What Causes Boilover From The Coolant Reservoir Drain Hose In A 1997 Chrysler Concorde

Posted in Engine & DriveTrain | Asked on Aug 30, 2009

1997 Chrysler Concorde, the top of the coolant reservoir (this car doesn’t have access to the actual radiator, if you need to add fluid has to be done from the coolant reservoir) has the drain hose in case of overfill or boil over. The drain hose is attached to the reservoir, but the other end is not attached to anything.

I noticed it overheating today, and when looking under the hood couldn’t see any leaks. Under the car, there was a slight leak coming from the side of the reservoir (passenger side) almost behind and in front of the wheel. When I cut the car off, water started shooting from the hose for boil overs. That either shouldn’t happen, or it should be routed back into the tank.

Any clue what causes this? The fans work, and the top radiator hose gets pressurized while running, but after 5 to 10 minutes at idle it runs hot. Any clues?

There are 3 Answers for "What Causes Boilover From The Coolant Reservoir Drain Hose In A 1997 Chrysler Concorde"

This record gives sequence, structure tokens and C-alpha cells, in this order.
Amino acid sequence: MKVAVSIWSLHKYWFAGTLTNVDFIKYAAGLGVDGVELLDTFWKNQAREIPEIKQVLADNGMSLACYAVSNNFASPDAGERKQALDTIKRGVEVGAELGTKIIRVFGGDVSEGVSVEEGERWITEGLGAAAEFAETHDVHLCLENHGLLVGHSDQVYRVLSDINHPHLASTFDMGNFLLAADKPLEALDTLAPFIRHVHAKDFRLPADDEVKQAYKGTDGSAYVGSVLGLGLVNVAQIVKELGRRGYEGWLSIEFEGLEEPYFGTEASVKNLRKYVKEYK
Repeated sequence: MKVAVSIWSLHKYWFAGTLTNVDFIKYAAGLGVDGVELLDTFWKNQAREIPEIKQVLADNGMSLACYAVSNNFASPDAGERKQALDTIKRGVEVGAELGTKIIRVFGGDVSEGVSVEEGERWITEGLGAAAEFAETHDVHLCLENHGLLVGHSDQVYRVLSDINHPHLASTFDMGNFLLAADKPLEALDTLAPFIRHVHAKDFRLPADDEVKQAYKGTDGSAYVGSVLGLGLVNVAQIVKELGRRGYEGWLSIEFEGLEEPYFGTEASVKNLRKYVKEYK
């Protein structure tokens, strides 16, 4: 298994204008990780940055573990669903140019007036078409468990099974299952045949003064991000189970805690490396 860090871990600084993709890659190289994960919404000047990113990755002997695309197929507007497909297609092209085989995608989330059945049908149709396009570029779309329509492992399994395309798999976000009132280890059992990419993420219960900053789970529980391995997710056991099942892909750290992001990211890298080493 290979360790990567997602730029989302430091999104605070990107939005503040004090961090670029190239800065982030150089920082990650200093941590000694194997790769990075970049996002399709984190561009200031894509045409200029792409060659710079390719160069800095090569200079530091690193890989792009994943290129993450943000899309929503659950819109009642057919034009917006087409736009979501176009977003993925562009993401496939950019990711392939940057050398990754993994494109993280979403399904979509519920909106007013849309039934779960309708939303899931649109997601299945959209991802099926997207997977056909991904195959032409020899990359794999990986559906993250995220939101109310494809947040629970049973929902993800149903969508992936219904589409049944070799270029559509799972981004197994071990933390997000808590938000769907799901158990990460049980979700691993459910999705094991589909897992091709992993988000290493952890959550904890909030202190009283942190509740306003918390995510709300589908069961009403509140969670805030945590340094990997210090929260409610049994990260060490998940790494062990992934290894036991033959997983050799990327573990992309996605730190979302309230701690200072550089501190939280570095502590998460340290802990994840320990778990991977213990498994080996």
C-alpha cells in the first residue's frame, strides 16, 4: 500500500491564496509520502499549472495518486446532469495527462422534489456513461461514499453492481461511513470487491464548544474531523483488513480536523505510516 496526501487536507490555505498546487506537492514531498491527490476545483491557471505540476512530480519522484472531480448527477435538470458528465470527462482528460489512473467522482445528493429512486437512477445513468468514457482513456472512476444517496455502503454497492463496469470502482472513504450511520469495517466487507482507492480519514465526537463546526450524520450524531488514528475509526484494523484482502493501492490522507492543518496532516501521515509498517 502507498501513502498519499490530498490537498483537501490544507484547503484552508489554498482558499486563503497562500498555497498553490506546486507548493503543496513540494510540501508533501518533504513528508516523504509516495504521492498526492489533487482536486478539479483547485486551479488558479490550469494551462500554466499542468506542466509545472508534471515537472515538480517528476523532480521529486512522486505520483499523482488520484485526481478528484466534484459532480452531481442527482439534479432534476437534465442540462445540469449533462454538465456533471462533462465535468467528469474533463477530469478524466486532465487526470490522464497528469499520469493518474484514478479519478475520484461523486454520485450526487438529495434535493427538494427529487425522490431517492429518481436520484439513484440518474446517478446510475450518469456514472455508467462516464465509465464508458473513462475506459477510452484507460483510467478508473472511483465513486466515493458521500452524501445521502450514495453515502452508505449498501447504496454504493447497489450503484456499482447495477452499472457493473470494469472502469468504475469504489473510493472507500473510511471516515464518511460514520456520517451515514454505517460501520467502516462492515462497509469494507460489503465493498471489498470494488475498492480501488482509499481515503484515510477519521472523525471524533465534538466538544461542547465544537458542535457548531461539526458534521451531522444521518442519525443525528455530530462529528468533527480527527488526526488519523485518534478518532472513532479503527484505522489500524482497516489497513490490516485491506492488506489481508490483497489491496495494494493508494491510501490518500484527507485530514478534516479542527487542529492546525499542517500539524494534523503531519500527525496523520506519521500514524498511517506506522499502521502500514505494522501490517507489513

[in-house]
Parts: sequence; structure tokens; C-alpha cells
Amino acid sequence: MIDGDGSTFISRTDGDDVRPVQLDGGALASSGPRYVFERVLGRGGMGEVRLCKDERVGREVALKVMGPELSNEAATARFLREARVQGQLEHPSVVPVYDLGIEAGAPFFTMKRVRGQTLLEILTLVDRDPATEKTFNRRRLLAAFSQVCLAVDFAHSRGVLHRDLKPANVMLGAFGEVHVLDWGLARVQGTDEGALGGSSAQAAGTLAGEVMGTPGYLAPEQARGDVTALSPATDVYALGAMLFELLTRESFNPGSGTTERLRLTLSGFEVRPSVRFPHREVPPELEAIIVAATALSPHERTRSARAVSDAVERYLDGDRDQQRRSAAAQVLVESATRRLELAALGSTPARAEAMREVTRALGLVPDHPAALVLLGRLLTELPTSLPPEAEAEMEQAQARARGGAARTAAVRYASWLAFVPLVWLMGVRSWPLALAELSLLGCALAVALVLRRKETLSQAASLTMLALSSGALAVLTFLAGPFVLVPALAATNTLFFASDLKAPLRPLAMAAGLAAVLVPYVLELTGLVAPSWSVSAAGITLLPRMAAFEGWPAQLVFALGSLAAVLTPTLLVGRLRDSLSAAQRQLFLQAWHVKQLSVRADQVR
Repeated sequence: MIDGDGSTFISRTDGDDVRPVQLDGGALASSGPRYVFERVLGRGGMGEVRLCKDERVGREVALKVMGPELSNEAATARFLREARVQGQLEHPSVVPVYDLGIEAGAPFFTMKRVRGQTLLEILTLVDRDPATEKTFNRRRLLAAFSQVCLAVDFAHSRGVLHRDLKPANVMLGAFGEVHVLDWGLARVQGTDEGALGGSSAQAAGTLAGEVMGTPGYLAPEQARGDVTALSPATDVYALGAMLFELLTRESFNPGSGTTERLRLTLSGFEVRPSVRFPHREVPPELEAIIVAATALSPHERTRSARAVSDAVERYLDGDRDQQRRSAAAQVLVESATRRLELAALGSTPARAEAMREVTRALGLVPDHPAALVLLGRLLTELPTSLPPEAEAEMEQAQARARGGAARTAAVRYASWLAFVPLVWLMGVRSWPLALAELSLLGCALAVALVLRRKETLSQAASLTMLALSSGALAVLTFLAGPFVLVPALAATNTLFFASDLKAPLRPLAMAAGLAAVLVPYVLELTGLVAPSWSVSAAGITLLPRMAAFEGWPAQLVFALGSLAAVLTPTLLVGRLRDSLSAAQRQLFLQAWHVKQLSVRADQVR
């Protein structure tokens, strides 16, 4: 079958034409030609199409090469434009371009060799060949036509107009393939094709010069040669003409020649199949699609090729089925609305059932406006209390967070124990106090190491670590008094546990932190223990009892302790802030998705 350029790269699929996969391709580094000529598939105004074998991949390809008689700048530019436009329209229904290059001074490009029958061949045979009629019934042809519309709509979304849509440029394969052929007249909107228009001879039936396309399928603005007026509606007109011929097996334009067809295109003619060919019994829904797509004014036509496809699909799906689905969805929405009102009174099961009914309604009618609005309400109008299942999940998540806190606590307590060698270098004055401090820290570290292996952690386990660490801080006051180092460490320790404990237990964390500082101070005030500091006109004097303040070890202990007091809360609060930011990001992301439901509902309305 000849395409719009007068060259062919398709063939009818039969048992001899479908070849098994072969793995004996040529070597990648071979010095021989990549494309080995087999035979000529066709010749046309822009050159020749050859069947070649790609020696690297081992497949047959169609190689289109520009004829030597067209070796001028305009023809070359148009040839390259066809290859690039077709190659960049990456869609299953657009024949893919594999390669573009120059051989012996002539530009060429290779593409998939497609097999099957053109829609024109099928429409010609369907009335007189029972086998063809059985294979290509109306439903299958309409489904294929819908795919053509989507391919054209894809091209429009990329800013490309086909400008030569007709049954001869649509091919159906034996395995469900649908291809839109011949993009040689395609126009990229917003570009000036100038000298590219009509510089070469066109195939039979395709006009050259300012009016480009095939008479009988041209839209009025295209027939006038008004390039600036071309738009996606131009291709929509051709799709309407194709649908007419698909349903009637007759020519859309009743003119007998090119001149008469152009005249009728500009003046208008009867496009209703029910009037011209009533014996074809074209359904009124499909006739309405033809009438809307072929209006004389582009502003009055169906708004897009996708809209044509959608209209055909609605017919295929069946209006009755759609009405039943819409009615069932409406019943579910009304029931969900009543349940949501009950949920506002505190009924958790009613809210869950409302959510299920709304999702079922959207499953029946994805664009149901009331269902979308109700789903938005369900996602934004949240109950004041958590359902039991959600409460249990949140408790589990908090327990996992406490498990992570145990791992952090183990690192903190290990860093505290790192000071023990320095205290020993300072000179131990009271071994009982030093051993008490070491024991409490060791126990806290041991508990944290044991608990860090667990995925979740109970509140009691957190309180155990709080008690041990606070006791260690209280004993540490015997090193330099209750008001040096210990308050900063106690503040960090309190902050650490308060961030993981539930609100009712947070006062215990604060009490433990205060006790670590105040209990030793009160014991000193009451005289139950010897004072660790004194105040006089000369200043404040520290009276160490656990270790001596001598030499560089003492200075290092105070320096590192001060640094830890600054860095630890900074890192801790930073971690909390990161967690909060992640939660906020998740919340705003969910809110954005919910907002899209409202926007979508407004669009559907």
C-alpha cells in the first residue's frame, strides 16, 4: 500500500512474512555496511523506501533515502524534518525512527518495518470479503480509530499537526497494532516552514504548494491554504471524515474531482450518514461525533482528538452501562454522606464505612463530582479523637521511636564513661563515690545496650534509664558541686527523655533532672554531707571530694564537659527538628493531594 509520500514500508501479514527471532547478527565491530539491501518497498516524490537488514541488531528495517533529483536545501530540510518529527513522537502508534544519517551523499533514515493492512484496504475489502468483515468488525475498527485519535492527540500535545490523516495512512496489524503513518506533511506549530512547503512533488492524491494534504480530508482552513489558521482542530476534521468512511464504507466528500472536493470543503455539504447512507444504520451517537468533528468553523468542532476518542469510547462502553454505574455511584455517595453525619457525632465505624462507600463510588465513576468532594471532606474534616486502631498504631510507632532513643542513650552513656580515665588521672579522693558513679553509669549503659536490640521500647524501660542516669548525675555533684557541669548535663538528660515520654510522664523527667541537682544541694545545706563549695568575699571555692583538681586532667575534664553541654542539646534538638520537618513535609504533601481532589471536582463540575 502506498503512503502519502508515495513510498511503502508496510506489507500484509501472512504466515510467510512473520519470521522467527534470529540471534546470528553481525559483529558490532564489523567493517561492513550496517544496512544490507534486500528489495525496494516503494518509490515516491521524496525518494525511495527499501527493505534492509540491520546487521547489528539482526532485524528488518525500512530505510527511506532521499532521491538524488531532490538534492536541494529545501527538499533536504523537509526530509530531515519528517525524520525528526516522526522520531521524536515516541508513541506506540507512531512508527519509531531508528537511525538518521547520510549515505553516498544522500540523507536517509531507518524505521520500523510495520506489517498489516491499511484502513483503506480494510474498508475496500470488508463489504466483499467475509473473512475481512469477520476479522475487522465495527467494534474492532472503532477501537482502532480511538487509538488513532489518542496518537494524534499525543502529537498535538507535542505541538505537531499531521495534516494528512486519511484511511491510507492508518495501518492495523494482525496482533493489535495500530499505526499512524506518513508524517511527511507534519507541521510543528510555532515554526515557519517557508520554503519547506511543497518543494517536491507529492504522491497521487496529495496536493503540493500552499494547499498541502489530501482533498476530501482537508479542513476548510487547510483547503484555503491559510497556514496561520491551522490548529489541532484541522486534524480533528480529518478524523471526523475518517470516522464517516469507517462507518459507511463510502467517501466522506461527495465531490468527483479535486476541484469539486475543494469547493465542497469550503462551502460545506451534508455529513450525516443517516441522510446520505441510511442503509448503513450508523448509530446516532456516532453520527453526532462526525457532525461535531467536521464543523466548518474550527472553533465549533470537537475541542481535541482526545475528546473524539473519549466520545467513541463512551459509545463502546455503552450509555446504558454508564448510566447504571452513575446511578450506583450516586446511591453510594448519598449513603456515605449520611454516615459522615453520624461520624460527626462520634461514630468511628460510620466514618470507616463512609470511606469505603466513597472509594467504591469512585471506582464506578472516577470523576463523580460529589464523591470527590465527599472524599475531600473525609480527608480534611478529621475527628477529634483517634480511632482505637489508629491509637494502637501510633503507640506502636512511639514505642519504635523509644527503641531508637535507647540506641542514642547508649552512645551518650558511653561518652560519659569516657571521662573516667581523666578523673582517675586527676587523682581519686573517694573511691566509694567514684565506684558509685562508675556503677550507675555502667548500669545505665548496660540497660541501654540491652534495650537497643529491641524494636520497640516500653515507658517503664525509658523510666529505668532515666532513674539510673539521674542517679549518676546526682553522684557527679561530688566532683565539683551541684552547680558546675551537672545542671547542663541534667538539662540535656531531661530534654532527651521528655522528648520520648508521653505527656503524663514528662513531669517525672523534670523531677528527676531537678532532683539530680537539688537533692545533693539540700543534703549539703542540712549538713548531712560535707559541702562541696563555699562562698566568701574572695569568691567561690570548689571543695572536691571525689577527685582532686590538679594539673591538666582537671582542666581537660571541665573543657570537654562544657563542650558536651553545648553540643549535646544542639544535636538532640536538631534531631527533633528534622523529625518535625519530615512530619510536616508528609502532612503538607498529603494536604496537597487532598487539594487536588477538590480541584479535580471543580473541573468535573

1. dodge man says:

    either the thermostat may be sticking on it,or the radiator may be getting stopped up in the bottom of it ,that will cause them to do this real bad,and the only way to stop this is take the radiator off ,and have it cleaned out,it would be a good idea to have this done anyway ,if that’s not it you can at least rule that out,but those cars were good for that,that would be where i would start looking on that one, ,that and the thermostat,good luck on it.

  2. gcjr554 says:

    Sounds like you might have bad thermostat, or plugged radiator, to check if radiator is cooling correct, gently put your hand on the radiator fins, becareful not to get burned, if there are any cool spots, that is where the radiator is not cooling, the radiator should be hot all over, in order to be cooling correctly. Next time the car overheats, turn on heater inside full blast, this should cool car down a bit, keep eye on gauge, replace the thermostat, get one exactly like the one you are removing, if radiator is plugged get replaced or take to radiator to take apart and clean,, get estimate first, might be less expensive, to replace radiator if it is plugged up, prices varies where you live for this

  3. gbpacker says:

    It is for the coolant to escape otherwise the pressure from to boiling coolant would blow the radiator and cap. Its a vent line for the resevoir incase of a boil over. Thermostat is stuck, waterpump not working right or radiator is plugged.

Speak Your Mind

Tell us what you're thinking...
and oh, if you want a pic to show with your comment, go get a gravatar!